Research | Patterns of (Forced) Migration

Displacement is one of the most pressing social, political and economic issues of our time. The most recent figures from UNHCR show that over 60 million people are currently fleeing war, climate change-induced natural disasters, or political repression. Contrary to popular rhetoric, most displaced, the majority of whom are internally displaced, remain in the Global South and do not cross the borders of Europe or North America. Moreover, the common understanding of forced migration tends to be overly simplistic– denying any agency for people on the move. Considering the multifaceted motivations of migrants, the distinction between forcibly displaced and ‘irregular migrants’ is blurred. The reasons why and how people move from A to B (and back again) are embedded in and affected by local, national, regional and international interrelations, institutions, social networks and technologies.

This cluster is interested in understanding the different forms, causes and consequences of migration within specific contexts. A key objective for our research is to discern patterns of (forced) migration in and from the Global South at different levels of abstraction. From a macro perspective, ABI researchers study the socio-political context of migration governance of countries affected by significant population movements. At a meso-level, researchers are interested in understanding the relationship between migration and conflict, including conflict over scarce goods and natural resources. From a micro perspective, the cluster considers the motivations and perspectives of migrant agency within given contexts and movements. The research also contributes to the conceptualisation of migration patterns, including the degree of voluntariness in the return to countries of origin.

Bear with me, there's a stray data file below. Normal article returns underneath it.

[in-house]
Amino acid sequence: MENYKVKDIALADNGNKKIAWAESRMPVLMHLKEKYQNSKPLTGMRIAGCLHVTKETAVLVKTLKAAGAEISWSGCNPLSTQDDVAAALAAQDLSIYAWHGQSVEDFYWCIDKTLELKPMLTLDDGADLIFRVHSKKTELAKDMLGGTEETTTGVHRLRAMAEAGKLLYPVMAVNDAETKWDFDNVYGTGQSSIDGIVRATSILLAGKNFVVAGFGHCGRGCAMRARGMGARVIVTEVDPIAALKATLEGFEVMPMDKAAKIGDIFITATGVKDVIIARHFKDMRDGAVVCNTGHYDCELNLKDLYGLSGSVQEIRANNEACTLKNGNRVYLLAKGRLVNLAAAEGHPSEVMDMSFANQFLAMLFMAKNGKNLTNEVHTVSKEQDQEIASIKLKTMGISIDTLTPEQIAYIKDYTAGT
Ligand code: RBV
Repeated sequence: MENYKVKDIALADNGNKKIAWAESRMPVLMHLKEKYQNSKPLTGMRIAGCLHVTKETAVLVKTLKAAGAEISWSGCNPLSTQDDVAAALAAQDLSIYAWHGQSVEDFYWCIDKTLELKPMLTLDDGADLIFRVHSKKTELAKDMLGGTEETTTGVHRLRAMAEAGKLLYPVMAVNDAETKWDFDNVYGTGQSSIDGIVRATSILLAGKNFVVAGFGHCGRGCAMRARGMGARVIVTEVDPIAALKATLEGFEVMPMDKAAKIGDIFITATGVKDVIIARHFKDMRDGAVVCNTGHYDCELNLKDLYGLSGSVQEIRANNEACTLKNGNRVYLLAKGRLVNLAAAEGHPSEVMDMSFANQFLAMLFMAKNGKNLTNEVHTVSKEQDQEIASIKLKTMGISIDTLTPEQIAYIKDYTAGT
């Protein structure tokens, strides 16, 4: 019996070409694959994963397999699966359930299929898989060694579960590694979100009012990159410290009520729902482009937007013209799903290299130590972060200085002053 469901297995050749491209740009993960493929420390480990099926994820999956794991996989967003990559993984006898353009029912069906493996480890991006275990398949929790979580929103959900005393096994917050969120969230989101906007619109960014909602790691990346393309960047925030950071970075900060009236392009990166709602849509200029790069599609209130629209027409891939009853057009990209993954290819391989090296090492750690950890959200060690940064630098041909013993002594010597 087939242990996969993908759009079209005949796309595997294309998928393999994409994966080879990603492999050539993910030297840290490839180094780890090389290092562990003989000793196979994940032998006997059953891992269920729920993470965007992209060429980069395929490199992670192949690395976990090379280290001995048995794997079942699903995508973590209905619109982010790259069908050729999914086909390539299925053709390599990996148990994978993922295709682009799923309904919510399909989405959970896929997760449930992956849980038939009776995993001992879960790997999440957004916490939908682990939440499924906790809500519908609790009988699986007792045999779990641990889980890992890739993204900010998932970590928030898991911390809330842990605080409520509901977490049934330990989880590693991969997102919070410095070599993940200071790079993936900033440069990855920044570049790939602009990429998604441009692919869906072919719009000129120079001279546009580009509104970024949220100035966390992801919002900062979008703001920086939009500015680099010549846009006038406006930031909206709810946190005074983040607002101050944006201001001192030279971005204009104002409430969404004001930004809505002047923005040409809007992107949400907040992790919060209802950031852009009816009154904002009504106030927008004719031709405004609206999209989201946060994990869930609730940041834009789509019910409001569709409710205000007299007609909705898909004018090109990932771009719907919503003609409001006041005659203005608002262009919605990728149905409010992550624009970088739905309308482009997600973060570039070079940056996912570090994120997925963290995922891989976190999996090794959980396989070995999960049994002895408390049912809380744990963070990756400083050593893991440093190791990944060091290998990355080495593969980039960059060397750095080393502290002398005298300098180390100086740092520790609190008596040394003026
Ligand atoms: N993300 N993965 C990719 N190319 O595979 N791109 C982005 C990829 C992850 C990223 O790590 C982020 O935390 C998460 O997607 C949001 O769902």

Projects

The Politics of Migration Governance in the Gambia,  ABI Pilot Study

Institutionalisation and Agency in Return Migration: Political Concepts and Migrants’ Realities in the case of returning Gambians, PhD Judith Altrogge

Climate Change and Urban Political Violence, PhD Erik Plänitz

Violence against male refugees – patterns, factors and consequences for individuals and communities, PhD Cita Wetterich

 

Media & Policy Outreach

Franzisca Zanker, Returning migrants to The Gambia: the political, social and economic costs (October 2017) - The Conversation

Judith Altrogge, Nach dem Regierungswechsel in Gambia paart sich nun Hoffnung mit Ungeduld  (July 2017) - Badische Zeitung (in German)

Franzisca Zanker, Flüchtlingskrise in Afrika. Das größte Flüchtlingslager der Welt in Kenia soll geschlossen werden (February 2017) - Badische Zeitung (in German)

Franzisca Zanker, We should create more legal migration (January 2017) -  Süddeutsche, The Guardian, Le Monde

Sebastian Prediger and Franzisca Zanker, Europe's migration "partnerships" with Africa need a new direction in 2017  (December 2016) - The Conversation

Sebastian Prediger and Franzisca Zanker, Why European Migration Policies on Africa need a Change of Direction (December 2016) - GIGA Fokus Afrika (in German)

 

Cluster Events & Activities

Flucht, Migration und Remigration in Afrika, Afrika – ein Kontinent im Umbruch, Akademie Für Politische Bildung Tutzing, 17th November 2017

Armed Conflict in Africa: Legal and Political Measures for Protecting Displaced People and Preventing Forced Migration; 44th African Law Association Annual Conference, 10th -11th November 2017

Transregional Migration, Mobility and Forced Displacement: Moving Beyond Methodological Nationalism; Jahrestagung CrossArea Verein, 9th -10th November 2017

7th European Conference on African Studies ECAS 2017, 29th June- 1st July 2017
- Paper: “The Politics of EU-AU Migration Management: From Rhetoric to Practice” in Creating Common Understanding - EU-Africa Responses to Urban Challenges
- Panel: “The Role of Networks in Rural-Urban-Transnational Encounters: The Mobility of People, Ideas and Spaces

FREINEM Workshop, „Selbstreflexion: Ethische Verantwortung und Öffentlichkeitswirksamkeit in der Migrationsforschung“, 12th Junw 2017